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1912 Liberty Brush Update


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A few of you have asked for picture of my 1912 Liberty.  First of all, I need to say that I never intended to do any restoration whatsoever. I have (or had) few mechanical or other necessary skills. I simply became infatuated with 1 cylinder cars and was on the prowl and came across this incredible vehicle. I purchased her in late 2013 and received assistance in identifying the model through this website. 

It had been titled as a 1907 which was clearly wrong.  Many folks offered comments on the "incorrect" seat, lights, radiator, and rear tail light, but with a 100 year history, I didn't care. 


She'd had a complete lack of attention for many years but shined up nicely, as seen in the below pictures in front a nearby barn.  A letter that accompanied the vehicle explained some of the incorrect details, noting the Liberty was a last ditch effort to compete against 2 and 4 cylinder models and they were grabbing parts from where ever they could to complete them. Whether true or not, it mattered not. Once I had her correctly licensed and titled, she was ready for the road. The transmission wouldn't pull the car, so a friend machined shims and we were on our way.  I enjoyed few dozen drives, totaling about 40 miles in the old gal. When the 60 year old tires went flat and the the original wheels came apart, she had to sit for a while. New wheels came from Stutsman's Wheel Shop, and I purchase new tires.  During the down time, I made a fateful error of wiping the body down with linseed oil. I expected it to soak in, but it took forever to dry and thickened into the consistency of sap. The car sat for the next 4-5 years while I decided next steps. Other factors also delayed my actions.  The car had been rebodied in the 1950's with no access to the top of the transmission or differential. The fenders may or may not be original but I decided to keep it as purchase.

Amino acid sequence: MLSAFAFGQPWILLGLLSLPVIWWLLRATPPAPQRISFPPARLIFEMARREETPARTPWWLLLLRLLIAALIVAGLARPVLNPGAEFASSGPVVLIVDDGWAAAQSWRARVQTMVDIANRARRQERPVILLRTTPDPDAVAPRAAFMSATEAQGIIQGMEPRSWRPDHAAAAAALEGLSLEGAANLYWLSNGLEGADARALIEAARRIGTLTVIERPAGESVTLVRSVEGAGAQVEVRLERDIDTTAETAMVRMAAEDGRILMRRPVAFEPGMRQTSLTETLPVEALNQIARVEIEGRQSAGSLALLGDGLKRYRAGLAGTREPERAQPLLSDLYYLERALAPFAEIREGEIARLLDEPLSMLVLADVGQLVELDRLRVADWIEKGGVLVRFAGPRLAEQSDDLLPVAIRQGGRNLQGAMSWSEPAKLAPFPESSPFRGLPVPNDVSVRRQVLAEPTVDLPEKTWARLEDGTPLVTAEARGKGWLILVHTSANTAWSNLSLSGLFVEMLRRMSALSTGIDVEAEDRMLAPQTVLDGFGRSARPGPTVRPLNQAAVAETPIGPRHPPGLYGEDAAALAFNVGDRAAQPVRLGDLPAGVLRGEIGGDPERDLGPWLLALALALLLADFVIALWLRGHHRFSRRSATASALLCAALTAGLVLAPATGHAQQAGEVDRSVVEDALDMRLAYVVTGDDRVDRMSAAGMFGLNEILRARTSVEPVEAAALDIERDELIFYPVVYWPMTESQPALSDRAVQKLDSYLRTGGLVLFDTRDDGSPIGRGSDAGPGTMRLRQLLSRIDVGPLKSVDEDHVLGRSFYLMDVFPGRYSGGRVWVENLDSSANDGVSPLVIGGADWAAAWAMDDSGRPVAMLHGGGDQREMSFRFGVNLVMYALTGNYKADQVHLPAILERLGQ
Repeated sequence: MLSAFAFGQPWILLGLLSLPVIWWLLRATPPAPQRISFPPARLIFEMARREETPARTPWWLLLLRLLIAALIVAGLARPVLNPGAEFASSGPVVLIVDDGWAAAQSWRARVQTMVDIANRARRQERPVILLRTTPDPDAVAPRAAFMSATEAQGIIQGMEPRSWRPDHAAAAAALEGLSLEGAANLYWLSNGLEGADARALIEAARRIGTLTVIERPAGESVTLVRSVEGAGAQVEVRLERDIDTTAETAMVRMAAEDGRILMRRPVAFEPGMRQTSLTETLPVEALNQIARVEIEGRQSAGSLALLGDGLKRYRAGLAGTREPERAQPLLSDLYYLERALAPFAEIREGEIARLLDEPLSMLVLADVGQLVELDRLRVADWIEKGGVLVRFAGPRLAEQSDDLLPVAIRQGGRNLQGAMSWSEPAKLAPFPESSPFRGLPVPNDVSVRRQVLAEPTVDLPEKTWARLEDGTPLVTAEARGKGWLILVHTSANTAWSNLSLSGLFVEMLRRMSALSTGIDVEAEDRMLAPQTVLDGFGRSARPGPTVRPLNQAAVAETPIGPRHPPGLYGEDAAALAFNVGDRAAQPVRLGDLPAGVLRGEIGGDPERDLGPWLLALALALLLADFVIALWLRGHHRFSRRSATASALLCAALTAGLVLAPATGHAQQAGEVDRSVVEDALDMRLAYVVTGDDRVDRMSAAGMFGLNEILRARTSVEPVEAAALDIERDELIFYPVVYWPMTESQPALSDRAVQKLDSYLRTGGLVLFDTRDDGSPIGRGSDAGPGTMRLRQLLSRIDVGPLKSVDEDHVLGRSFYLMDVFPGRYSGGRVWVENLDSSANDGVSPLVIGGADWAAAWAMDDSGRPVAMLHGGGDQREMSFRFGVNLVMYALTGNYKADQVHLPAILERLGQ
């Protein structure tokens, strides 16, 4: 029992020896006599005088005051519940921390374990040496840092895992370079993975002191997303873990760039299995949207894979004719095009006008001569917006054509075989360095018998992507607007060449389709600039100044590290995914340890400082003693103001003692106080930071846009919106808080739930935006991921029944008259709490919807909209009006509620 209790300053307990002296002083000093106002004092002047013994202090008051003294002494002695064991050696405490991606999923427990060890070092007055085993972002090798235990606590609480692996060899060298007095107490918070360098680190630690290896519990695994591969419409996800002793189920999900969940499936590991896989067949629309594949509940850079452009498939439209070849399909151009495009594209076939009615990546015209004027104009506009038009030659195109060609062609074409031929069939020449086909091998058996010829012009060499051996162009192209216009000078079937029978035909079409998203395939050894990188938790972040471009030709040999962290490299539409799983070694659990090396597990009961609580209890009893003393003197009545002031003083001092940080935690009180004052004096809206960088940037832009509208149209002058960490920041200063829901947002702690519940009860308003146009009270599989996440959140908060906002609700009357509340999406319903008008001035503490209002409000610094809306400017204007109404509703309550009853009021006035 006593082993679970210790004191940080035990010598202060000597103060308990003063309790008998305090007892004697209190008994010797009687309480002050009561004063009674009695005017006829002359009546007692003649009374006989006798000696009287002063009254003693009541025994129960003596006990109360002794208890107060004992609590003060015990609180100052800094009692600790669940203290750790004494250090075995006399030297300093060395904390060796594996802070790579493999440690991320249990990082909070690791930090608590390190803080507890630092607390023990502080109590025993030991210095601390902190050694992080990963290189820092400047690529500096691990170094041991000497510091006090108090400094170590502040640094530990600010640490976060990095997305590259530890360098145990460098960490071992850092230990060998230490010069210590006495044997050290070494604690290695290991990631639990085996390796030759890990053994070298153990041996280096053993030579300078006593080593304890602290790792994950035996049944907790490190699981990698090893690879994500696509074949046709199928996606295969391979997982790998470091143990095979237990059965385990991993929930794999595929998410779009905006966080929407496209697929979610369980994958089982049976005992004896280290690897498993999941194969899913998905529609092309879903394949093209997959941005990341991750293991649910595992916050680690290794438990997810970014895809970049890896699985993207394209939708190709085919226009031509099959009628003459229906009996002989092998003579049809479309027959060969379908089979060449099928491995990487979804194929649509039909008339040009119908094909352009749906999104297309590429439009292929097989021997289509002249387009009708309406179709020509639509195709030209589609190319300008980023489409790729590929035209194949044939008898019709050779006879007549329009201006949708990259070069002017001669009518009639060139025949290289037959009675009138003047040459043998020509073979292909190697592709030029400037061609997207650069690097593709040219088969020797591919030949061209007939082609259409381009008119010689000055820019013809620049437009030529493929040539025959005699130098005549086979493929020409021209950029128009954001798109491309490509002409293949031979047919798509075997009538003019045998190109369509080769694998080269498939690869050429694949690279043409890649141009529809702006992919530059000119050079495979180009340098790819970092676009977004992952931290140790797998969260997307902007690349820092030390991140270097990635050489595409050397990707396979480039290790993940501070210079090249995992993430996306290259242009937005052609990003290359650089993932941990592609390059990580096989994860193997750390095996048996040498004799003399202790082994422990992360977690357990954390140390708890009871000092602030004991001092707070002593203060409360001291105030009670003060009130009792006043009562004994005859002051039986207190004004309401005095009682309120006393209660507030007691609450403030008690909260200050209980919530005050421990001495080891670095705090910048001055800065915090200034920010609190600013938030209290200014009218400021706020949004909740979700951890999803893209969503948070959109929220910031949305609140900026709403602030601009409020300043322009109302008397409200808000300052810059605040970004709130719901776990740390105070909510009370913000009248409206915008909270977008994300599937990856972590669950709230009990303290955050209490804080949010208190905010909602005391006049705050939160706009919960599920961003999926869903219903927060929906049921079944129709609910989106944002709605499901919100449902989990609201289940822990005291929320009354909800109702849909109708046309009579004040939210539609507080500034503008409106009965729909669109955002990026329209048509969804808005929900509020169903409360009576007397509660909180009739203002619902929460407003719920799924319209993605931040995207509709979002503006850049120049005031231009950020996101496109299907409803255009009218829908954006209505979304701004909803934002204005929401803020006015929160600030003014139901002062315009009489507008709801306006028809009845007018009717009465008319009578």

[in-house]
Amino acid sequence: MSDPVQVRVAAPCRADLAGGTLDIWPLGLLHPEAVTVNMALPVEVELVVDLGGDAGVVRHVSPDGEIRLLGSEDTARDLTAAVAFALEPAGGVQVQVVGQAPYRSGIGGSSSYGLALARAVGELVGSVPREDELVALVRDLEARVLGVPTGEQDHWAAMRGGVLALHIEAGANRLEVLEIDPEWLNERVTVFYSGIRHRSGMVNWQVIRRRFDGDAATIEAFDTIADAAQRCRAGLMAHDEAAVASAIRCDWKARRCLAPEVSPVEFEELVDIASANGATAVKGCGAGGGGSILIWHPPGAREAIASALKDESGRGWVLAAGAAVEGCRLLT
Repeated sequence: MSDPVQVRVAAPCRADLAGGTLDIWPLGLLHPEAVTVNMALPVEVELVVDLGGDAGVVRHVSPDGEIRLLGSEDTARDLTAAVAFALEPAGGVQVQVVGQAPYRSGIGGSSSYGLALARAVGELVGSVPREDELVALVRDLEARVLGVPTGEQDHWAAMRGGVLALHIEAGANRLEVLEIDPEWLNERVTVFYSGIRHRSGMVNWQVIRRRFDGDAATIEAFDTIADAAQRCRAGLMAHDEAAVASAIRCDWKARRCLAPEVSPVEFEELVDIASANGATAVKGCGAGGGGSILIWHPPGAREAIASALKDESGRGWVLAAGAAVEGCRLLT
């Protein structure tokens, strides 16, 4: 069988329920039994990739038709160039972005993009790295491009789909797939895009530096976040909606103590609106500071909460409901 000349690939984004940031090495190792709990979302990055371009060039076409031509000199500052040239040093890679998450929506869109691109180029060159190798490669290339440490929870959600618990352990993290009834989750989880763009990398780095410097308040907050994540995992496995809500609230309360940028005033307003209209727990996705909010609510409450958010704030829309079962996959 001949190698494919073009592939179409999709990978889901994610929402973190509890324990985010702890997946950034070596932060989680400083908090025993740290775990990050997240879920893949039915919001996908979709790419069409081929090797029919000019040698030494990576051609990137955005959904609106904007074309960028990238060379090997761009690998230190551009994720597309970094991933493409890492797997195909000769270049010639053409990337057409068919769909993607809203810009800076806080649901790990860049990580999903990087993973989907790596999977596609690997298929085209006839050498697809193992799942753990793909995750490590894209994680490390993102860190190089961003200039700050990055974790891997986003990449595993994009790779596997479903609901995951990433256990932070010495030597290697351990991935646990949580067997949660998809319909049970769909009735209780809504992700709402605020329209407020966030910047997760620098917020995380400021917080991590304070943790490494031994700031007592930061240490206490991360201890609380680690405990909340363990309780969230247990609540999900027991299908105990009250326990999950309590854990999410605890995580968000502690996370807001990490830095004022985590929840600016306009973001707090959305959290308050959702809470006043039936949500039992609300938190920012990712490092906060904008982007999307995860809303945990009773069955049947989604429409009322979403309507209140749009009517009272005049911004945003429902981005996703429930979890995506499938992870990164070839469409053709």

I finally decided "it's time".  Please note that this is and will be a completely amateur "cosmetic" restoration.  I tore the body down and sanded to bare wood.  The hood and fenders were extremely rough.  The prior owner said he didn't care for bondo he'd found in the hood and took a hammer and beat the devil out of it and painted it yellow. I have dozens (perhaps hundreds) of hours straightening each. We decided on a Red, White, and Blue finish. The wheels are now red, the inside of the body is natural wood (stained and varnished) and the outside will be a deep blue, as well as the seat back, fenders and hood.  We haven't figured in the "white" areas.  Perhaps pinstriping.  I made a few modifications to the body to allow access to the undercarriage, so I can properly service these areas. I also found the original oiler, re-corked it, and it's ready to install.  This has all been a learning experience.  


Here are a few pictures, starting with the original purchase (which looked great, but wasn't very drivable). Pictures taken in front a bard were from one of my last drives.  The tires and wheels came apart on the way home.  She's ready for paint, so next pictures will show some dramatic changes, or so I hope. 








Wheel Restoration .JPG



IMG_3174 (2).JPG




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